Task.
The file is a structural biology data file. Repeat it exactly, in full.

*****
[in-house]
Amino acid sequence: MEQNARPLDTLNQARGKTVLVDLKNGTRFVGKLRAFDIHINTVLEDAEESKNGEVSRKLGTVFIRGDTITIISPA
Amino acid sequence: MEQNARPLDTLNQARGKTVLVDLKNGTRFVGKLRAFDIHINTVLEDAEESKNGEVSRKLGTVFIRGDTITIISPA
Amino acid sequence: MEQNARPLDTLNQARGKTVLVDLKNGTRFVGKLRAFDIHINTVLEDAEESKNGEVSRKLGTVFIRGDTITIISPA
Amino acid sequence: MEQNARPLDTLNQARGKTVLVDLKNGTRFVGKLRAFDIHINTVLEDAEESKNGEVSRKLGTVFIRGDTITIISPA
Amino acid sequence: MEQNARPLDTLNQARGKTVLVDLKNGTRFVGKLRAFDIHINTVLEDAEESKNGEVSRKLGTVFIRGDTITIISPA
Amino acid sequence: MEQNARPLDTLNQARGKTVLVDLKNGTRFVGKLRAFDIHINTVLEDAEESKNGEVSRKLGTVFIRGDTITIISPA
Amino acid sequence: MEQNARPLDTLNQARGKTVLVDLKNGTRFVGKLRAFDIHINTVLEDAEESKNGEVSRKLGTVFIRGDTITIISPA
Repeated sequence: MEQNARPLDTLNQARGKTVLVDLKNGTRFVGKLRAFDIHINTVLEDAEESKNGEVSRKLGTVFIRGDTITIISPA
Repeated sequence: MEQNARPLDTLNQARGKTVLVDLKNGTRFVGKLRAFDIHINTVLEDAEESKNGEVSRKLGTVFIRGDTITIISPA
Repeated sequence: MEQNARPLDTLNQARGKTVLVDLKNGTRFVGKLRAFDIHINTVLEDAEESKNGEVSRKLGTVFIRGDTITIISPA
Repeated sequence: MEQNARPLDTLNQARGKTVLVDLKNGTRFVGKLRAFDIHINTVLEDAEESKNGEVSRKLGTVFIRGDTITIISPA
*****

[in-house]
Amino acid sequence: MEQNARPLDTLNQARGKTVLVDLKNGTRFVGKLRAFDIHINTVLEDAEESKNGEVSRKLGTVFIRGDTITIISPA
Amino acid sequence: MEQNARPLDTLNQARGKTVLVDLKNGTRFVGKLRAFDIHINTVLEDAEESKNGEVSRKLGTVFIRGDTITIISPA
Amino acid sequence: MEQNARPLDTLNQARGKTVLVDLKNGTRFVGKLRAFDIHINTVLEDAEESKNGEVSRKLGTVFIRGDTITIISPA
Amino acid sequence: MEQNARPLDTLNQARGKTVLVDLKNGTRFVGKLRAFDIHINTVLEDAEESKNGEVSRKLGTVFIRGDTITIISPA
Amino acid sequence: MEQNARPLDTLNQARGKTVLVDLKNGTRFVGKLRAFDIHINTVLEDAEESKNGEVSRKLGTVFIRGDTITIISPA
Amino acid sequence: MEQNARPLDTLNQARGKTVLVDLKNGTRFVGKLRAFDIHINTVLEDAEESKNGEVSRKLGTVFIRGDTITIISPA
Amino acid sequence: MEQNARPLDTLNQARGKTVLVDLKNGTRFVGKLRAFDIHINTVLEDAEESKNGEVSRKLGTVFIRGDTITIISPA
Repeated sequence: MEQNARPLDTLNQARGKTVLVDLKNGTRFVGKLRAFDIHINTVLEDAEESKNGEVSRKLGTVFIRGDTITIISPA
Repeated sequence: MEQNARPLDTLNQARGKTVLVDLKNGTRFVGKLRAFDIHINTVLEDAEESKNGEVSRKLGTVFIRGDTITIISPA
Repeated sequence: MEQNARPLDTLNQARGKTVLVDLKNGTRFVGKLRAFDIHINTVLEDAEESKNGEVSRKLGTVFIRGDTITIISPA
Repeated sequence: MEQNARPLDTLNQARGKTVLVDLKNGTRFVGKLRAFDIHINTVLEDAEESKNGEVSRKLGTVFIRGDTITIISPA